Union Workers Take to Ohio Statehouse to Fight for Their Pensions

Jul 12, 2018

Thousands of union workers and retirees flocked to the Statehouse from around the country. They’re rallying in Columbus for a fix to what they see as a national pension crisis – the day before a field hearing by a Congressional committee examining the issue. The labor groups say, without a change, their funds will dry up.

Teamsters, coal miners, and workers from various other industries are calling on Congress to pass a bill that will save their pensions.

The rally comes ahead of a special Congressional committee meeting, to be held in Columbus, on the issue.

Many plans are in danger of insolvency, with an estimated 1.3 million retired union workers who could lose their pensions in the near future. More than 60,000 of those workers are from Ohio.

Bill Saunders, of Belmont County in eastern Ohio, is a retired coal miner. He says he worked 53 years, knowing that he’d receive his pension down the line.

“To fight for something all your life, work your life, then have someone else come in and say, ‘No, you didn’t earn that something else …’ No, that’s not the way it works,” he said.

Mike Kelley, a coal miner from Dillonvale, near Steubenville, also attended the rally. While he’s not receiving a pension, Kelley is concerned about his fellow workers who rely on that money.

Brown's legislation, the Butch Lewis Act, has been denounced by his Republican Senate race opponent Jim Renacci.
Credit KAREN KASLER / STATEHOUSE NEWS BUREAU

“To worry month by month, not knowing if it’s going to be there, I don’t think that’s right," Kelley said. "After you work your life and retire, you should be able to relax and know that that pension check is going to be there.” 

More than a labor issue
Dem. U.S. Sen. Sherrod Brown has raised concerns about this issue for years. Brown, a co-chair of the committee meeting in Columbus, said this is vital for unions but insists this is more than just a labor issue.

“My obligation is also to protect these businesses whose financial viability is in jeopardy, if we don’t fix this, and ultimately the pension system which undergirds tens of millions of workers is threatened,” he said.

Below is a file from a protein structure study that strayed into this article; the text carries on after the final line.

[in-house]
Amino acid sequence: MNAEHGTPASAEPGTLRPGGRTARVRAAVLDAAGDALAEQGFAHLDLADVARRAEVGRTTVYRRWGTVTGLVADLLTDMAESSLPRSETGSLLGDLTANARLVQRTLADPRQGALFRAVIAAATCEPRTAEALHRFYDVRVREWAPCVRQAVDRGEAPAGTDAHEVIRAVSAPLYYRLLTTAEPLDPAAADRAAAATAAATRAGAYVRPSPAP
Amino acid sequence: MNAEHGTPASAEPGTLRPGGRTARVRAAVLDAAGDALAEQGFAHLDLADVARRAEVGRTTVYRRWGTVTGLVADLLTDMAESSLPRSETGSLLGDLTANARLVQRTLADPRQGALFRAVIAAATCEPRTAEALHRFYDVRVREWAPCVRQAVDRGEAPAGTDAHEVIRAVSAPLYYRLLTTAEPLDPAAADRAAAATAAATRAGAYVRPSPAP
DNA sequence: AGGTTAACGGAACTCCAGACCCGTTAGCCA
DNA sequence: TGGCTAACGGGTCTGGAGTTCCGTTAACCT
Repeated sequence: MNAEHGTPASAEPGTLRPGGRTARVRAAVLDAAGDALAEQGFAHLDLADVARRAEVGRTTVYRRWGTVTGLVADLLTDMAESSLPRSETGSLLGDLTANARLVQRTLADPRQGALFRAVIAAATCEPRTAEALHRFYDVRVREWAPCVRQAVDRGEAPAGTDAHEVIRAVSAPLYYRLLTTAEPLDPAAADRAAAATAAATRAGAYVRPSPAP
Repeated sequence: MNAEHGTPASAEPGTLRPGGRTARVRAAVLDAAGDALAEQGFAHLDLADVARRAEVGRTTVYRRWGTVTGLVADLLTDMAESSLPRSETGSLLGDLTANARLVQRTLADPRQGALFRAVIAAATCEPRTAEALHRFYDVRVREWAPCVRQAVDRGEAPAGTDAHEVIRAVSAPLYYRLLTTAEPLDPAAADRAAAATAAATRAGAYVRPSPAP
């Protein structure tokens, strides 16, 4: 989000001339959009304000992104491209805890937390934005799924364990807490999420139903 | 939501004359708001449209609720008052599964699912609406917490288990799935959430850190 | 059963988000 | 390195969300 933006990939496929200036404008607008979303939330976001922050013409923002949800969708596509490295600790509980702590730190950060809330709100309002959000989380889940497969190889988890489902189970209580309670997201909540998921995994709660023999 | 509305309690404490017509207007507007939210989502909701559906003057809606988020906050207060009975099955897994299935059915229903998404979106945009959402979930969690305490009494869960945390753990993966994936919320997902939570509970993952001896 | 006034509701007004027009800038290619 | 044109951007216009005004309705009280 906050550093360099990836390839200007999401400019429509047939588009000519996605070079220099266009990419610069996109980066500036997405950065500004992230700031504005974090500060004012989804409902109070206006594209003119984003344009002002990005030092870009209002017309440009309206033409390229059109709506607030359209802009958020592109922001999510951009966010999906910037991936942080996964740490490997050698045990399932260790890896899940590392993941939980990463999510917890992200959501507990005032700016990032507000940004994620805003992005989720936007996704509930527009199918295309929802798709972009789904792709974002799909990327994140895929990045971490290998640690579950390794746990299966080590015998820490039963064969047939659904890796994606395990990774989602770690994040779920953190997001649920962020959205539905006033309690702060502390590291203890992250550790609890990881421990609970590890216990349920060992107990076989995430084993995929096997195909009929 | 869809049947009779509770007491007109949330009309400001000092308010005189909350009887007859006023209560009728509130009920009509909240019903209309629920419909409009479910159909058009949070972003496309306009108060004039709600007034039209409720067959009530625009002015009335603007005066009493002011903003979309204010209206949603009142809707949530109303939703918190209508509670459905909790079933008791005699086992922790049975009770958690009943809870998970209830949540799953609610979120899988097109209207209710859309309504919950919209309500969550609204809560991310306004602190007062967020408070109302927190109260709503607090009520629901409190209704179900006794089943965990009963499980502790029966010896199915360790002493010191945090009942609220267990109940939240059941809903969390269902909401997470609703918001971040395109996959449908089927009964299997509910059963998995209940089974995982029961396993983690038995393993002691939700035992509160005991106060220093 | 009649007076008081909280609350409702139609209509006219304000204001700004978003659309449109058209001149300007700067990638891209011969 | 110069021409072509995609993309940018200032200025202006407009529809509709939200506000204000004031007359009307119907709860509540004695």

The pensions are in danger for several reasons: the latest national recession in 2009, a high volume of retirees, and corporate bankruptcies to name a few. The fear is that the collapse of those vulnerable pension plans can create a wave of insolvencies even for the plans that are doing OK. And that can mean millions more could lose their pensions as well.

Brown has introduced the Butch Lewis Act, named in memory of a Cincinnati labor leader. It creates low-interest, 30-year loans to help support the pensions. But Brown says he’s open to negotiating with anyone on the issue, adding that he’s had productive conversations with Rep. U.S. Sen. Rob Portman.

Portman is also on the committee, making Ohio the only state with two lawmakers on the panel. Portman says he also believes there’s a way to bring both sides together.

Portman is calling for compromise to solve the problem.
Credit SCREEN CAPTURE

“I think we can do it. We’ve got to put politics aside to do so," he said. "It’s going to be one of those, I hope, rare occurrences in Washington where we recognize the crisis and shove the politics aside, seize the opportunity and find a workable solution that all parties can rally around.” 

For Saunders and his fellow union workers, they say lawmakers need to act soon. Brown’s bill has been stalled in the Senate for a while, but some conservatives, including Brown’s Republican opponent this fall, Congressman Jim Renacci, have opposed the idea, calling it a bailout using taxpayer money.

Saunders fired back at that argument.

“If we reversed this and put the politicians in the same position we’re in, what would they do? It would’ve been repaired already,” Saunders said.

The special Congressional committee must complete its work by the end of November. They hope to vote on a plan by that time. A bill can only pass out of that committee with at least 10 votes, five must be Republican votes and five must be Democratic votes. If they do pass something, then that bill is guaranteed a trip straight to the Senate and House floor for a vote.